Was Chann Sankaran an innocent bystander "set up" by UK newspaper Daily Telegraph, as suggested by Wilson Raj Perumal?
Or did Chann, who was convicted of conspiracy to commit bribery along with two others in the UK on Tuesday, play a more sinister role in global match fixing?
A series of text messages acquired by The New Paper last year suggest the latter.
The SMSes indicate that Chann, 33, was involved in attempts at fixing two matches in the Conference League in England last November.
One of his messages to a potential "investor" read: "Even I have a team in London also the pricing for the team to loss (sic) is about 60K pound, so about Singapore dollars is about $130K. Ur betting must be about $250k SG dollars."
Chann, a known associate of convicted match fixer Wilson Raj, was not aware that the "investor" was an undercover anti-corruption officer.
Chann and his syndicate had been cultivating the "investor" for more than six months when he was detained after a UK sting operation last November.
The "investor" - an investigator from Australia-based SI Sports Intelligence (SI) - had befriended Chann on Facebook.
Their conversations became more revealing when Chann, who used to own a sports and events company, started trusting the "investor".
He boasted that his syndicate had connections to national football teams and was able to fix international friendly matches and even World Cup qualifiers for the right price.
Chann, a delivery assistant who lived with his sister's family in Hougang, had previously been jailed for about two years for credit card fraud.
He told the "investor" of his travel plans in a text message: "I can come around 20 or 21 June (2013) to London to meet up with U bro. So we just need to bring about 100K euro to the place where the game is taking place."
Wilson Raj, who has denied involvement with Chann, said the latter visited the UK three times to introduce football players to the "investor".
Wilson Raj told TNP in an e-mail last November: "Chann was broke, so he seized this opportunity when the agent promised to pass him £60,000 to bet in the matches he could fix.
"In my opinion, Chann has never fixed a single match in all his life."
But Wilson Raj was bending the truth.
Chann's messages to the "investor" in October last year suggested that Wilson Raj was complicit in the attempted fix.
"Bro, can I ask Wilson to call U now?" Chann wrote to the "investor" on Oct 1 last year.
By mid-October, Wilson Raj had made direct contact with the "investor", as revealed in detail in Foul! The Inside Story Of Singapore Match Fixers, a book about the rise of Singapore kelong syndicates on the global football stage. (See report above.)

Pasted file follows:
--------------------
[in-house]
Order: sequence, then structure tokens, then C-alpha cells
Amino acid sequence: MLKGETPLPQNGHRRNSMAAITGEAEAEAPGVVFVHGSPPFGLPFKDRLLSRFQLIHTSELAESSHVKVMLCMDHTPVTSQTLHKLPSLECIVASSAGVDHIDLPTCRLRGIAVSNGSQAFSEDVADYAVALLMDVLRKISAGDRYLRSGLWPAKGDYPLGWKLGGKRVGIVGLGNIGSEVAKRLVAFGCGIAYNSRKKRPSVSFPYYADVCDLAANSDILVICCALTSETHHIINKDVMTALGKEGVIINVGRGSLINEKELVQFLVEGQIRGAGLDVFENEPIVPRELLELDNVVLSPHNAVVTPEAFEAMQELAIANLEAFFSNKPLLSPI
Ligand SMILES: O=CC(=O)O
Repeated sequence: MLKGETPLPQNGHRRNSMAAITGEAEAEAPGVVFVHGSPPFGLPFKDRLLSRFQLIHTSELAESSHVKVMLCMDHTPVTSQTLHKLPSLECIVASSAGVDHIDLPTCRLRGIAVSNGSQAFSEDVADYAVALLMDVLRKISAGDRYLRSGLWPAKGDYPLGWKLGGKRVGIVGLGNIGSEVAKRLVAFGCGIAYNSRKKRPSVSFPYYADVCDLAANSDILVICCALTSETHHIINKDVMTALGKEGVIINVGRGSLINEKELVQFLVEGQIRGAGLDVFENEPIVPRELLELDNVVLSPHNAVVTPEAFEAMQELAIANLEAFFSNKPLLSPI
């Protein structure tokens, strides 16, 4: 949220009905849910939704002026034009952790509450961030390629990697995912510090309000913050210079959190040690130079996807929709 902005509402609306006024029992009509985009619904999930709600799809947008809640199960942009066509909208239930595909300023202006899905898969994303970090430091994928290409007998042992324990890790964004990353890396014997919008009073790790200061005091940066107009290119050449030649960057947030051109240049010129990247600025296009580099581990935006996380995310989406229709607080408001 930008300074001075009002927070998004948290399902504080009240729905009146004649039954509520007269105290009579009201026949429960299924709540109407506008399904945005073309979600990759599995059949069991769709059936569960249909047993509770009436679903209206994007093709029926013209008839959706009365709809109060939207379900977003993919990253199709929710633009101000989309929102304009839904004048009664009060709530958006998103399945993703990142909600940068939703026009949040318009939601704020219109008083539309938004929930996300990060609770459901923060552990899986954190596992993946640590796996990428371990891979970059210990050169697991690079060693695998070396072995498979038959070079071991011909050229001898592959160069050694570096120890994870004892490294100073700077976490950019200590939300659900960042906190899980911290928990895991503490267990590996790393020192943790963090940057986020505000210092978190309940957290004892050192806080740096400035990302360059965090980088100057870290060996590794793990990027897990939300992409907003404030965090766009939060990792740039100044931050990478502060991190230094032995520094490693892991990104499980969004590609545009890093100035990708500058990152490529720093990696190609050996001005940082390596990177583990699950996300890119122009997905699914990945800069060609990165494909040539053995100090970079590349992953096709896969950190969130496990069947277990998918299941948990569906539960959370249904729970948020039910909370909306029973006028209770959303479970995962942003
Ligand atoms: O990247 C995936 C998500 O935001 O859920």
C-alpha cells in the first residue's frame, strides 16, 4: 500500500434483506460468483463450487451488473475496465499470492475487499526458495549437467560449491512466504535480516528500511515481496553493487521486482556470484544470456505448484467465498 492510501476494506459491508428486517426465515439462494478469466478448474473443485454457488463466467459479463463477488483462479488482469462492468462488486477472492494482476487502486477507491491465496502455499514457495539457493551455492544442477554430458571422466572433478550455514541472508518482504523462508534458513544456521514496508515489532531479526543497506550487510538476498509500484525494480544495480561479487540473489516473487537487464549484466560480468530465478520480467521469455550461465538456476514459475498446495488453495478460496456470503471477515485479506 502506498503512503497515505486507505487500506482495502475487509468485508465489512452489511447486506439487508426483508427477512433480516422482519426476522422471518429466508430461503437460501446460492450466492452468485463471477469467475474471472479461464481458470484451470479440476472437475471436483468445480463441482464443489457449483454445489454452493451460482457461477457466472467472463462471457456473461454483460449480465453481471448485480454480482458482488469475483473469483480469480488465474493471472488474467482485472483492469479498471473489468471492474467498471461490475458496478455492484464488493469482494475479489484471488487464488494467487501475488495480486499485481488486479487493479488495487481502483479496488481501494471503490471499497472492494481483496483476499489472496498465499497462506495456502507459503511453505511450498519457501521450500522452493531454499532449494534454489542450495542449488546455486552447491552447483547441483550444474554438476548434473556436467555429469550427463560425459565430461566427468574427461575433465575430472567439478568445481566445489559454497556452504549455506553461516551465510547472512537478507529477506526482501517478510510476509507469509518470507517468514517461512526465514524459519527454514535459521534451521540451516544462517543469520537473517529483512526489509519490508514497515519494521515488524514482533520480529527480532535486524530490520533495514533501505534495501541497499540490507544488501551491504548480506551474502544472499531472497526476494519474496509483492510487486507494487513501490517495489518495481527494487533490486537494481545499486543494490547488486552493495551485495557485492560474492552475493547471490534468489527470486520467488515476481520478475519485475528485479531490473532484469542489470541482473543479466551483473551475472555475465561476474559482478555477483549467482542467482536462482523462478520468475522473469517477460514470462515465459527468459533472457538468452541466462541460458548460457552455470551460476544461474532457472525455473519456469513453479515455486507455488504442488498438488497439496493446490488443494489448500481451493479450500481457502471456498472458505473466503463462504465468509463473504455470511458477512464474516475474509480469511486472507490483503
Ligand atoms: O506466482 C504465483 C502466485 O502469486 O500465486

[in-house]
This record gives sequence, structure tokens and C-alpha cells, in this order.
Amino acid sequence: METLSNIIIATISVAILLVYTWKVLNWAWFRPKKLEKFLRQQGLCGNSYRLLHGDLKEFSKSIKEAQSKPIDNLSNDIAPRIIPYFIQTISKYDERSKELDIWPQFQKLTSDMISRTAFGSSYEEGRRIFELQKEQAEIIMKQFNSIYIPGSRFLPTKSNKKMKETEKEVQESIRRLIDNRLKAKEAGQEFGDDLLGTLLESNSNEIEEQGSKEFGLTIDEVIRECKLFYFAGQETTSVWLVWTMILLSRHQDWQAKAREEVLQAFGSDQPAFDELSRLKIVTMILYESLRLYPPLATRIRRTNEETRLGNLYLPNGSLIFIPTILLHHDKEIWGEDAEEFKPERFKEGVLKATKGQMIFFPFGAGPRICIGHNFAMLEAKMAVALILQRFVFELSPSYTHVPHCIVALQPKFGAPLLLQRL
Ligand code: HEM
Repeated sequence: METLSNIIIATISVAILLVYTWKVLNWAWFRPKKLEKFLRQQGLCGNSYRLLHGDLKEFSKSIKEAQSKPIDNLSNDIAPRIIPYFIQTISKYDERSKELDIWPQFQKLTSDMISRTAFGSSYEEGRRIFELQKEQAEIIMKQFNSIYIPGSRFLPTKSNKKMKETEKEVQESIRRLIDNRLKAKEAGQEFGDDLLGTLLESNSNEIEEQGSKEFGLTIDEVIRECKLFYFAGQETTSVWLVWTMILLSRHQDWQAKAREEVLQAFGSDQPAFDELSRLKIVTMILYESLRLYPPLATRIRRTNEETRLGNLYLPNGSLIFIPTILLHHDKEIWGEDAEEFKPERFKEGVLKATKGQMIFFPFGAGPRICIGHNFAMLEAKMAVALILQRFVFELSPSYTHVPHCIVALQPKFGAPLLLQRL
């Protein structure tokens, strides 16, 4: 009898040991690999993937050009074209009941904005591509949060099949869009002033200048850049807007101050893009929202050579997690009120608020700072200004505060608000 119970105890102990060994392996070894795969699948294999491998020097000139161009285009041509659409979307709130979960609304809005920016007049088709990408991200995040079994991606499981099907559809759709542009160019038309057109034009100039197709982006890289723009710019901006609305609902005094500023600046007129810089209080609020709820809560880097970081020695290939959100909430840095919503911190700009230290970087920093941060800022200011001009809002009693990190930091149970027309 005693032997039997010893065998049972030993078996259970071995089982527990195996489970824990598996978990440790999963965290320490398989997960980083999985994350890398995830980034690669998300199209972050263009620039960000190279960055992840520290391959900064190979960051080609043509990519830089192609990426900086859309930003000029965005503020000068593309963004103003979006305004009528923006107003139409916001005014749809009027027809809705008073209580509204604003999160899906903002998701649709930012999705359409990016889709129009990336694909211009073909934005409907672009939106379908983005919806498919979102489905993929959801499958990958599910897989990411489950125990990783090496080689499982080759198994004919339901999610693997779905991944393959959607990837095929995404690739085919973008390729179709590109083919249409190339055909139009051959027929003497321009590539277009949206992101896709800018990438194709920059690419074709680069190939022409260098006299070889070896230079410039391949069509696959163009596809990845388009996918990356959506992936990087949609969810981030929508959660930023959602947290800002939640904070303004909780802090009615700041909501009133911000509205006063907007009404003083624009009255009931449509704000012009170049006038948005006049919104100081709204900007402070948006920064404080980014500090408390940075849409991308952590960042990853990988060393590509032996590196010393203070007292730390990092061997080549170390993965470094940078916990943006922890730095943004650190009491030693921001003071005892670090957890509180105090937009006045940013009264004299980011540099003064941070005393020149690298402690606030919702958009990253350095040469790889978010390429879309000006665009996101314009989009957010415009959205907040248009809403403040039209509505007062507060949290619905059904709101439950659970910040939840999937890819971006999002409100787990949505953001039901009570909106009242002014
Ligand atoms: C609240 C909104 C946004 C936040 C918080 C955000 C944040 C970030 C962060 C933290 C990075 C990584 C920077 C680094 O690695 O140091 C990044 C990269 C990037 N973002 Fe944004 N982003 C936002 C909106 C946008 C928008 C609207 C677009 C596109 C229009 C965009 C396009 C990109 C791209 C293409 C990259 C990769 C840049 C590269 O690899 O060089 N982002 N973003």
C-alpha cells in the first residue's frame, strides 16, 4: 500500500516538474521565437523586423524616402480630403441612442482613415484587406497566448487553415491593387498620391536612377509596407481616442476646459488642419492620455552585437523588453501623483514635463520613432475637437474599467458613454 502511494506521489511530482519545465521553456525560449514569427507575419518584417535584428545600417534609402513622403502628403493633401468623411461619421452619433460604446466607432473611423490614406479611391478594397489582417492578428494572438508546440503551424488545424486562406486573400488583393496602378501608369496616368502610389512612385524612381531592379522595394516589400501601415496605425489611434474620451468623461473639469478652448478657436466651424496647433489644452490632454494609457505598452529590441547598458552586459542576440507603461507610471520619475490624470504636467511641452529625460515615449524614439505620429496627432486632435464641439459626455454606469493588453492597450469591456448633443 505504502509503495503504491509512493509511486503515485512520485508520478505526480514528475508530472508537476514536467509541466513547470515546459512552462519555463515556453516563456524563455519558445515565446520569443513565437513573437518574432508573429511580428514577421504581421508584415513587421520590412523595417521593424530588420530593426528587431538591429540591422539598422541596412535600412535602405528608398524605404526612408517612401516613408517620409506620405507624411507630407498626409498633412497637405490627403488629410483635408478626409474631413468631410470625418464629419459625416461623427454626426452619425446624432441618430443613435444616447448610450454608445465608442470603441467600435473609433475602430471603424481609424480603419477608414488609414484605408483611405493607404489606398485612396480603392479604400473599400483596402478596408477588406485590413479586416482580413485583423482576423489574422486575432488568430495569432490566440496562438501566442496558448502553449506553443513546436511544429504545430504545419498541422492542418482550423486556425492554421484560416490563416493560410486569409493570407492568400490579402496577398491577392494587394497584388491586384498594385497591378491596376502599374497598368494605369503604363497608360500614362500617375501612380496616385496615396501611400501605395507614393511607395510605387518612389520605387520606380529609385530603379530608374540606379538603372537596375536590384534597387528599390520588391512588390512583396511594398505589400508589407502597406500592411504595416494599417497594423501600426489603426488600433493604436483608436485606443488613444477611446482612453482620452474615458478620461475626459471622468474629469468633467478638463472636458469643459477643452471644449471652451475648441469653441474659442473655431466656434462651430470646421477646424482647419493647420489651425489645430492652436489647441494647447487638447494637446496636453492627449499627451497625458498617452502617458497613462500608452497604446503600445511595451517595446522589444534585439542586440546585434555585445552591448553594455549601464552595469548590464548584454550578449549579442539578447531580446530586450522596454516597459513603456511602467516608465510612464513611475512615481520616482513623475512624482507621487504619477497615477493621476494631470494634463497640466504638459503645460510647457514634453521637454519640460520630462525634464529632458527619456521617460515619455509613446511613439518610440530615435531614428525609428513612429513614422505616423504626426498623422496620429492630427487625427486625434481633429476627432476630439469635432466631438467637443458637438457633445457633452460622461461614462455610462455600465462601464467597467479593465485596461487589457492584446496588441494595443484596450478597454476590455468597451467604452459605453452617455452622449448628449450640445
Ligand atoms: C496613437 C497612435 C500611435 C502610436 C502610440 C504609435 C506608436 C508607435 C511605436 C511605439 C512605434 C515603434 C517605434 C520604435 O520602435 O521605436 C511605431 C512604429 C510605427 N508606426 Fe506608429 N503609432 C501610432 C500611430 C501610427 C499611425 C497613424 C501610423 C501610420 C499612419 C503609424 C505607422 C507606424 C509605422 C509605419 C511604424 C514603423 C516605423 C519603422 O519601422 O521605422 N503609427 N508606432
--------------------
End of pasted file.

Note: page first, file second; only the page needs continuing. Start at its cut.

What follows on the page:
"I think I spoke to Sam (as Chann was referred to in the book for legal reasons) and he was telling me for several months that he's got some guy who is a little keen to invest and stuff," Wilson Raj told the "investor".
He claimed that Chann was his runner who performed the paperwork for the syndicate.
"I don't literally get involved, trust me," Wilson Raj told the SI undercover investigator in a secretly recorded Skype conversation.
Chann had also disclosed his links to Wilson Raj by calling him "boss" in another secretly recorded video clip in the UK that was later published on the Daily Telegraph website.
SI explained that the UK newspaper was roped in about two weeks before the sting operation.
Information gathered in their probe into the Singapore-based syndicate's activities in the UK was later handed over to the authorities there.
In the video clip, Chann explained to an undercover investigator how much it would cost to bribe football players in the Conference League.
He and six others were arrested in an anti-kelong blitz in late November last year.
He is awaiting sentencing after being convicted together with Krishna Sanjey Ganeshan, 43, and footballer Michael Boateng, 22, following a trial at Birmingham Crown Court.
As for Chann's fate after serving his sentence, a Singapore police spokesman said yesterday: "The Singapore authorities are awaiting further information from our UK counterparts on their investigation findings before we can assess further."
The Singapore authorities are awaiting further information from our UK counterparts on their investigation findings before we can assess further.
This article was first published on June 21, 2014.
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